Making your conservatory more energy efficient means reducing your reliance on electric appliances to warm and cool the space.
Conservatories lose most of their heat through a poorly insulated roof, usually made from polycarbonate or glazing. This also works the other way in direct sunlight, trapping heat and making your conservatory too warm.
Solving the roof problem is the best thing you can do to make your conservatory more energy inefficient than filling cavity walls, installing thermal blinds, and upgrading old windows to A-rated double glazing.
Upgrade to a solid roof
This article explores how to make a conservatory more energy efficient, starting with a solid roof before jumping into less effective options.
Unfortunately, if your conservatory has a polycarbonate roof, you have the most inefficient type of conservatory roof ever made.
Polycarbonate provides no thermal barrier, letting heat escape nearly instantly and allowing sunlight to warm up your space the same.
Glazing is better but not perfect because the inner panes of glass absorb the heat generated internally and transmit it to the cooler outside panes via conduction. Although it is a slower process, the result is the same as polycarbonate.
Another problem with glazed conservatory roofs is a loss in thermal efficiency over time due to seal degradation, bead movement, and hinge wear and tear with skylights. These defects let heat escape and allow cold air to rush in.
A solid roof solves all these problems because it is fully insulated.
For example, the Leka solid roof is insulated with PIR sheets or EPS polystyrene with additional products that enhance thermal efficiency further, like airtight seals, air gaps, and insulated outer sheets that reject conduction through tiles.
The result is a conservatory roof that does not let heat escape and one that rejects heat from the sun to keep your space cool in summer.
Simply put, a solid conservatory roof provides a substantial thermal barrier that works both ways to correctly regulate the temperature of your space. A solid conservatory roof has the same insulative effects as a solid roof on your home.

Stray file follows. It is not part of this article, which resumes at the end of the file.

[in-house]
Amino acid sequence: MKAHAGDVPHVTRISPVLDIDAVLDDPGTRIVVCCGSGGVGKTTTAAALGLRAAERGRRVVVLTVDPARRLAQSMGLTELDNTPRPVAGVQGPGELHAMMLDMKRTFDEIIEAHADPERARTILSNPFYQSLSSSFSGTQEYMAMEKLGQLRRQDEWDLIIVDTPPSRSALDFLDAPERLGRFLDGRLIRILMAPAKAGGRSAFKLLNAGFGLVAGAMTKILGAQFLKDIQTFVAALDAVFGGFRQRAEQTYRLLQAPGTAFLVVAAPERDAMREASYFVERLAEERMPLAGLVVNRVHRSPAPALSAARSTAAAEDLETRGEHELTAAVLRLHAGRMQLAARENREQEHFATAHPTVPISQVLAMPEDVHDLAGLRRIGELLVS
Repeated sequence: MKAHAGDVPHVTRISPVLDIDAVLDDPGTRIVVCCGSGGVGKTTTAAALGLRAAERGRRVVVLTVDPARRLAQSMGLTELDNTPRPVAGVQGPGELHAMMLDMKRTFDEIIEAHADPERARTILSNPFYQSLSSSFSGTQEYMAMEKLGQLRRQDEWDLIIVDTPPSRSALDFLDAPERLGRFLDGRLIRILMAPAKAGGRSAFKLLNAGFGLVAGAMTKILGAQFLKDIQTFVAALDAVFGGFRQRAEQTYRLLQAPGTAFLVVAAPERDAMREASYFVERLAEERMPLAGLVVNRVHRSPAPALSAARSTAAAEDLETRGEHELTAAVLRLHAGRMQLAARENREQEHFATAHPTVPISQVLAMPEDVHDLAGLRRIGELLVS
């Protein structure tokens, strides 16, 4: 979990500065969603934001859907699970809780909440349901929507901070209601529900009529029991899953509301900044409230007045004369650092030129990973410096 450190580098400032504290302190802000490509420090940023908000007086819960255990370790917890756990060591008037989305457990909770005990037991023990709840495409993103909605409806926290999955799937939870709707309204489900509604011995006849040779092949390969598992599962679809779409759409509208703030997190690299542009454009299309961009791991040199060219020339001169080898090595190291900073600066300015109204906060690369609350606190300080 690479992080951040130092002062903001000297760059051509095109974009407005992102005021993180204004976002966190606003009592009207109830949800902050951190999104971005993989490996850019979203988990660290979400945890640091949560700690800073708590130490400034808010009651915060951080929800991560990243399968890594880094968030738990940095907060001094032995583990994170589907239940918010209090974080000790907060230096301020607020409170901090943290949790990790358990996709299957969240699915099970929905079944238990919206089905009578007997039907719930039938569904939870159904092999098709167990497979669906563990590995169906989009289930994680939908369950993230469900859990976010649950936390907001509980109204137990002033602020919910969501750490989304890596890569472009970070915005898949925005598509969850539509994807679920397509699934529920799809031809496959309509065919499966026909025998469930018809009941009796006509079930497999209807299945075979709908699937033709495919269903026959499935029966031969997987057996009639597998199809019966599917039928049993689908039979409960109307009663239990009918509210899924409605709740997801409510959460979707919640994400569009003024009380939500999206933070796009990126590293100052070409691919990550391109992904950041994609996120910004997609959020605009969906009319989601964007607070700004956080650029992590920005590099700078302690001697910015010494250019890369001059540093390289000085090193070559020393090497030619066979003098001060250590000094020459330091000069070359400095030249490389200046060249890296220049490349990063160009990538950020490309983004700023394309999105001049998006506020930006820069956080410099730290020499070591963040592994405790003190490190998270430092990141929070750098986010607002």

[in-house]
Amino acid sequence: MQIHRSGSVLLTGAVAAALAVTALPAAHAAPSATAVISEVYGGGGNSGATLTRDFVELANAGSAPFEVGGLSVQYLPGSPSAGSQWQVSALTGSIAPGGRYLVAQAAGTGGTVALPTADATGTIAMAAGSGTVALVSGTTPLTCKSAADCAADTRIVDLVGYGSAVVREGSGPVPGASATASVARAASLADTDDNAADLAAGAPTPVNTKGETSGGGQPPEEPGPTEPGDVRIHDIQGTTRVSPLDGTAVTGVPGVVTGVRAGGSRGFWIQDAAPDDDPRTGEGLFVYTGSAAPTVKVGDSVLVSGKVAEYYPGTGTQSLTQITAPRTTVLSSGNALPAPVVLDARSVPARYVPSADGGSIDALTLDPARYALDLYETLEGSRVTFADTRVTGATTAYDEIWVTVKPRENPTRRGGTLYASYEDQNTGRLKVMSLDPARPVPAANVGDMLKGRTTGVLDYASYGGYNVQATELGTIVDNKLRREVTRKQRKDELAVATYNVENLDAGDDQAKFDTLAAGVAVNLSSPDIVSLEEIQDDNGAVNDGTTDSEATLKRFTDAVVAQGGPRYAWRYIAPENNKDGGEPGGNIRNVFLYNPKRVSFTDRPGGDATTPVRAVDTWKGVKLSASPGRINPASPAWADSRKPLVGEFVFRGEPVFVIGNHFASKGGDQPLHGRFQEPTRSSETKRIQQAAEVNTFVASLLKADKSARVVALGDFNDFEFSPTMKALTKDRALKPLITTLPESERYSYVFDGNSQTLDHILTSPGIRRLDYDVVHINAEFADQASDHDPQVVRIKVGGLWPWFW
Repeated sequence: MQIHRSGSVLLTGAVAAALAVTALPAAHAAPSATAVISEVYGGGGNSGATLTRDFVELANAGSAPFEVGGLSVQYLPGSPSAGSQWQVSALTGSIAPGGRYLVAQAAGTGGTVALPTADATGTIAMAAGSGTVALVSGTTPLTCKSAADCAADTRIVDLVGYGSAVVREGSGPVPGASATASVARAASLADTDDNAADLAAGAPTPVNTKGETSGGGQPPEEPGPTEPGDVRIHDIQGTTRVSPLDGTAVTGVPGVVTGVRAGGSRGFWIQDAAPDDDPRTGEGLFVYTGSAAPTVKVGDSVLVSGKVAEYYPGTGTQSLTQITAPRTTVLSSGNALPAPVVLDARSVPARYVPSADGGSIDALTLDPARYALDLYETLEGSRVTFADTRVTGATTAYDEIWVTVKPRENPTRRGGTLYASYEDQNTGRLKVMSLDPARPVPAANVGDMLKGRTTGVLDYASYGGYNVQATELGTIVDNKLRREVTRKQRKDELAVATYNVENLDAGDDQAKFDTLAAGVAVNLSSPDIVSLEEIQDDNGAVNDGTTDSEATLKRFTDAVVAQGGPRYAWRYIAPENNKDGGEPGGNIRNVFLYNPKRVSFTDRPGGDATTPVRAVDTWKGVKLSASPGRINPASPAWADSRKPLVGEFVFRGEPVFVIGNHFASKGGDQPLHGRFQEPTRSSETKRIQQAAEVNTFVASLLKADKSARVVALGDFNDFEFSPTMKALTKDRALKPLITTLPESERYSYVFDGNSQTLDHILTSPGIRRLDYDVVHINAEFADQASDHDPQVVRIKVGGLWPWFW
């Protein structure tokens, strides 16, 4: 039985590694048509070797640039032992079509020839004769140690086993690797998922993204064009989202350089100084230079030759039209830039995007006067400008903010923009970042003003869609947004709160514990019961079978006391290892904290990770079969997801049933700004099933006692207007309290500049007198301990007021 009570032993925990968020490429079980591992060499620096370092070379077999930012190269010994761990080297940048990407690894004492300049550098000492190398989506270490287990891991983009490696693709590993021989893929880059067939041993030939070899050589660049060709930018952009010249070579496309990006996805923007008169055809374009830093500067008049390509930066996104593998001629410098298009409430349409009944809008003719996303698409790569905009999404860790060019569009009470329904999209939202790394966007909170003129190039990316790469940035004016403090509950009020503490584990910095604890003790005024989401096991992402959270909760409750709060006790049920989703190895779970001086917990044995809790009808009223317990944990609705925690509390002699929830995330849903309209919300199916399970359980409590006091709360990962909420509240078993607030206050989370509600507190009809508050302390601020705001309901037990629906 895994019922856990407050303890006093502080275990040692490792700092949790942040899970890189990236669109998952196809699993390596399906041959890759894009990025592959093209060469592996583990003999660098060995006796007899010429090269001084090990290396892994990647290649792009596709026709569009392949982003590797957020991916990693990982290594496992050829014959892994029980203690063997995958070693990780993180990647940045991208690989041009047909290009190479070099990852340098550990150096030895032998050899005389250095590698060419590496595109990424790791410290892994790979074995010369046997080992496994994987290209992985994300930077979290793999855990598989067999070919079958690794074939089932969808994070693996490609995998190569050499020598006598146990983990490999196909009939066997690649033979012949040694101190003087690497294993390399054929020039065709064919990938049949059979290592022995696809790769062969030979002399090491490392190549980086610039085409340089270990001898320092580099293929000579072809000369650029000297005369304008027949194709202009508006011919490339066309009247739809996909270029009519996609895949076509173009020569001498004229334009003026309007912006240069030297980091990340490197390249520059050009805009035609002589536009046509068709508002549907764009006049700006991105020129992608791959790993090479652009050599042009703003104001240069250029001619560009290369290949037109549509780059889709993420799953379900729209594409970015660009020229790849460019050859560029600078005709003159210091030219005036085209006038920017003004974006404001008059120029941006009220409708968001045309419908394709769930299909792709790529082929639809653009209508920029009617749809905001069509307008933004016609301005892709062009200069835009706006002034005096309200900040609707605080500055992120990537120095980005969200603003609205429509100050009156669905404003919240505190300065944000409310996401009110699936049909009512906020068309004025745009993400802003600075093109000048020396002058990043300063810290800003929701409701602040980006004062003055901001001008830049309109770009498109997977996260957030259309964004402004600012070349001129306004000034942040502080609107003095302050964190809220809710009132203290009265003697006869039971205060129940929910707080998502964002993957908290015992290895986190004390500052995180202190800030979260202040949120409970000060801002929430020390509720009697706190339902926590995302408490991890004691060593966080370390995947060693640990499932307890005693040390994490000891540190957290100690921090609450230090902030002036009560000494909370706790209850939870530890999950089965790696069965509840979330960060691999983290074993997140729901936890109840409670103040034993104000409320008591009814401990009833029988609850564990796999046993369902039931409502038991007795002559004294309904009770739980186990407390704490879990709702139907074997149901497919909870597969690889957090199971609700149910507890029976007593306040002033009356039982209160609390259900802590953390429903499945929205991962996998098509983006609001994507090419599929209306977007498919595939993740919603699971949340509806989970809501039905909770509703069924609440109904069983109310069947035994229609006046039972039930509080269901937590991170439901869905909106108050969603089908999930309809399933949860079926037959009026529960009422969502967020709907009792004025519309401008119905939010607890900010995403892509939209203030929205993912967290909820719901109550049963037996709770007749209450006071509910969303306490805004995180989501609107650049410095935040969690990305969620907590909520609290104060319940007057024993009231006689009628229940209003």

Insulate the floor
Another way to improve your conservatory’s energy efficiency is to insulate the floor, especially if it is noticeably cold.
Insulating a conservatory floor is done by fitting an insulation board over the existing floor or installing insulation between the boards and the subfloor.
One of the most significant advantages of insulating the floor is installing electric underfloor heating, which can heat your entire space efficiently.
It’s crucial to note that up to 20% of conservatory heat loss occurs through floors, and more than 50% occurs through a glazed roof or polycarbonate roof.
By upgrading to a solid roof and insulating your floor, you can improve the energy efficiency of your conservatory by around 70%.
Upgrade to A-rated glazing
If your conservatory windows and doors were installed more than ten years ago, they are probably 30% less efficient than today’s products. That number would jump to around 50% if the units were installed more than 20 years ago.
Innovations in glazing, such as Warm Edge Technology, which reduces the thermal interaction between multi-panes of glass, the window frame, and the spacer to reduce heat transfer, have improved things further.
Before upgrading your conservatory glazing, find out what energy rating your windows are. If the U-value is C to G, upgrading to A-rated windows is a no-brainer, with energy savings of up to 50% available instantly.
If your windows are rated A to B, there is no significant benefit to upgrading unless your windows are no longer working as intended. For example, replacement (or repair) is the best option if the hinges no longer create a tight seal.
Thermal blinds can help slow down the rate of heat loss by keeping a portion of your conservatory’s warmth from the glazing. This will keep your conservatory at a comfortable temperature for longer, but only to a point.
The warm air that bounces off the blinds will eventually find its way behind them, fuelling conductive heat loss between warm and cold glass panes. Simply put, the blinds won’t keep your conservatory warm for long.
The same applies to keeping the sun out – thermal/blackout blinds can reject a portion of the sun’s energy but won’t stop the greenhouse effect entirely.
Conservatory blinds are expensive products, and only some are satisfied with them. Ask yourself: will blinds make your space more enjoyable? For some, faffing around with them – and cleaning dust off them – is enough to say no.
There are four primary ways to make your conservatory more energy efficient:
- Upgrade to a solid insulated roof.
- Insulate the floor.
- Upgrade to A-rated glazing.
- Install thermal blinds (as a stopgap to other solutions).
The best combination is a solid roof + floor insulation, but if you only do one thing, invest in a solid roof to replace your glazed/polycarbonate one.